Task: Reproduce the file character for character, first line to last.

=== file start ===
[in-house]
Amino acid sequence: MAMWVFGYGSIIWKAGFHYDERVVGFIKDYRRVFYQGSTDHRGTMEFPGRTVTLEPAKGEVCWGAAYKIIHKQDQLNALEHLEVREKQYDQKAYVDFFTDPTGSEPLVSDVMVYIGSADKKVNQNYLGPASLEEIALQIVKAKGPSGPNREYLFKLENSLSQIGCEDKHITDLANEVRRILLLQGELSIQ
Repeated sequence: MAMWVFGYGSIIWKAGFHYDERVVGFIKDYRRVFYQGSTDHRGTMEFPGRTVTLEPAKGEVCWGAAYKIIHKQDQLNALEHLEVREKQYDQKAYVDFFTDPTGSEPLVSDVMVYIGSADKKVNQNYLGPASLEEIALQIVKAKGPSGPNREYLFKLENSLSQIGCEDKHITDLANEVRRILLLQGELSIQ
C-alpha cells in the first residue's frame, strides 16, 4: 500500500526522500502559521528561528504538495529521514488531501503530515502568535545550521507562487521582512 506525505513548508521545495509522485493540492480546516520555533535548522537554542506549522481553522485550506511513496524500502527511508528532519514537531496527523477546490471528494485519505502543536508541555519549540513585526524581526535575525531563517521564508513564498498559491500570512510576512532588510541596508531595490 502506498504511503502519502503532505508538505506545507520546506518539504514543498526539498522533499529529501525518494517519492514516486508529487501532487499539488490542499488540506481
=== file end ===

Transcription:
[in-house]
Amino acid sequence: MAMWVFGYGSIIWKAGFHYDERVVGFIKDYRRVFYQGSTDHRGTMEFPGRTVTLEPAKGEVCWGAAYKIIHKQDQLNALEHLEVREKQYDQKAYVDFFTDPTGSEPLVSDVMVYIGSADKKVNQNYLGPASLEEIALQIVKAKGPSGPNREYLFKLENSLSQIGCEDKHITDLANEVRRILLLQGELSIQ
Repeated sequence: MAMWVFGYGSIIWKAGFHYDERVVGFIKDYRRVFYQGSTDHRGTMEFPGRTVTLEPAKGEVCWGAAYKIIHKQDQLNALEHLEVREKQYDQKAYVDFFTDPTGSEPLVSDVMVYIGSADKKVNQNYLGPASLEEIALQIVKAKGPSGPNREYLFKLENSLSQIGCEDKHITDLANEVRRILLLQGELSIQ
C-alpha cells in the first residue's frame, strides 16, 4: 500500500526522500502559521528561528504538495529521514488531501503530515502568535545550521507562487521582512 506525505513548508521545495509522485493540492480546516520555533535548522537554542506549522481553522485550506511513496524500502527511508528532519514537531496527523477546490471528494485519505502543536508541555519549540513585526524581526535575525531563517521564508513564498498559491500570512510576512532588510541596508531595490 502506498504511503502519502503532505508538505506545507520546506518539504514543498526539498522533499529529501525518494517519492514516486508529487501532487499539488490542499488540506481